11. Randolph, William C, 1995. "Dynamic Income, Progressive Taxes, and the Timing of Charitable Contributions," Journal of Political Economy, University of Chicago Press, vol. 103(4), pages 709-738, August.
    12. Robert McClelland, 2004. "Charitable Bequests and the Repeal of the Estate Tax: Technical Paper 2004-08," Working Papers 15799, Congressional Budget Office.
    Full references (including those not matched with items on IDEAS)

    Most related items

    These are the items that most often cite the same works as this one and are cited by the same works as this one.
    1. Joulfaian, David, 2005. "Choosing between gifts and bequests: How taxes affect the timing of wealth transfers," Journal of Public Economics, Elsevier, vol. 89(11-12), pages 2069-2091, December.
    2. Joulfaian, David, 2004. "Gift taxes and lifetime transfers: time series evidence," Journal of Public Economics, Elsevier, vol. 88(9-10), pages 1917-1929, August.
    3. Anthony B. Atkinson & Peter G. Backus & John Micklewright, 2017. "Charitable Bequests and Wealth At Death," Economic Journal, Royal Economic Society, vol. 127(605), pages 1-23, October.
    4. Poterba, James, 2001. "Estate and gift taxes and incentives for inter vivos giving in the US," Journal of Public Economics, Elsevier, vol. 79(1), pages 237-264, January.
    5. Auten, Gerald & Joulfaian, David, 2001. "Bequest taxes and capital gains realizations," Journal of Public Economics, Elsevier, vol. 81(2), pages 213-229, August.
    6. Joulfaian, David, 2000. "Estate Taxes and Charitable Bequests by the Wealthy," National Tax Journal, National Tax Association;National Tax Journal, vol. 53(3), pages 743-764, September.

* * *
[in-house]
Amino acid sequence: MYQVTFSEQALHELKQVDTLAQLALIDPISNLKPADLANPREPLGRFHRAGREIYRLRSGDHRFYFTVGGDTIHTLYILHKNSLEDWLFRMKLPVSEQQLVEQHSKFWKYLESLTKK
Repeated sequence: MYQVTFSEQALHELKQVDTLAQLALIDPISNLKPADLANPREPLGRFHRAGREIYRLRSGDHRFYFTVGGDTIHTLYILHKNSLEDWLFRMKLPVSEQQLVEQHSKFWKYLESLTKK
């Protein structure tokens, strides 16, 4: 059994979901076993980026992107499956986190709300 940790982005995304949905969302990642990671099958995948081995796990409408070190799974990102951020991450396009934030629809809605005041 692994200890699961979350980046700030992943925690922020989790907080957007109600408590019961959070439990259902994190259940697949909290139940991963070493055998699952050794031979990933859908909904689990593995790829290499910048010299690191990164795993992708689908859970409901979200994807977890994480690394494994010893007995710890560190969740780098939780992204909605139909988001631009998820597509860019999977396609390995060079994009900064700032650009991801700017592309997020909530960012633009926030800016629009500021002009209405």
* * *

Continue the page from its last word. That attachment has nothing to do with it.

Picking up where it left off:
7. Warren B. Hrung, 2004. "After‐Life Consumption and Charitable Giving," American Journal of Economics and Sociology, Wiley Blackwell, vol. 63(3), pages 731-745, July.
    8. Kathleen McGarry, 2000. "Inter Vivos Transfers or Bequests? Estate Taxes and the Timing of Parental Giving," NBER Chapters, in: Tax Policy and the Economy, Volume 14, pages 93-122, National Bureau of Economic Research, Inc.
    9. Leslie Moscow McGranahan, 2000. "Charity and the Bequest Motive: Evidence from Seventeenth-Century Wills," Journal of Political Economy, University of Chicago Press, vol. 108(6), pages 1270-1291, December.
    10. James R. Hines Jr., 2013. "The Redistributive Potential of Transfer Taxation," Public Finance Review, , vol. 41(6), pages 885-903, November.
    11. James M. Poterba & Scott Weisbenner, 2000. "The Distributional Burden of Taxing Estates and Unrealized Capital Gains at the Time of Death," NBER Working Papers 7811, National Bureau of Economic Research, Inc.
    12. William Beranek & David R. Kamerschen & Richard H. Timberlake, 2010. "Charitable Donations and the Estate Tax: A Tale of Two Hypotheses," American Journal of Economics and Sociology, Wiley Blackwell, vol. 69(3), pages 1054-1078, July.
    13. Michael Rushton, 2008. "Who pays? Who benefits? Who decides?," Journal of Cultural Economics, Springer;The Association for Cultural Economics International, vol. 32(4), pages 293-300, December.
    14. Auten, Gerald & Joulfaian, David, 1996. "Charitable contributions and intergenerational transfers," Journal of Public Economics, Elsevier, vol. 59(1), pages 55-68, January.
    15. William G. Gale & Joel B. Slemrod, 2001. "Rethinking the Estate and Gift Tax: Overview," NBER Working Papers 8205, National Bureau of Economic Research, Inc.